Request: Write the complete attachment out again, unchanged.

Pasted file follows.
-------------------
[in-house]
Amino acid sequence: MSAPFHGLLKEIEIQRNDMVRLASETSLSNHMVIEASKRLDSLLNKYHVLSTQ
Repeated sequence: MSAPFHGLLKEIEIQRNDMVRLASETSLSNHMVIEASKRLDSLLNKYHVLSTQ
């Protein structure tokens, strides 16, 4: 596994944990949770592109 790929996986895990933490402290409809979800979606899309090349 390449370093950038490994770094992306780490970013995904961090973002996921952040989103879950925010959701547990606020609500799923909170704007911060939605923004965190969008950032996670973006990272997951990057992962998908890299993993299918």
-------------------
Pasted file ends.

[in-house]
Amino acid sequence: MSAPFHGLLKEIEIQRNDMVRLASETSLSNHMVIEASKRLDSLLNKYHVLSTQ
Repeated sequence: MSAPFHGLLKEIEIQRNDMVRLASETSLSNHMVIEASKRLDSLLNKYHVLSTQ
């Protein structure tokens, strides 16, 4: 596994944990949770592109 790929996986895990933490402290409809979800979606899309090349 390449370093950038490994770094992306780490970013995904961090973002996921952040989103879950925010959701547990606020609500799923909170704007911060939605923004965190969008950032996670973006990272997951990057992962998908890299993993299918």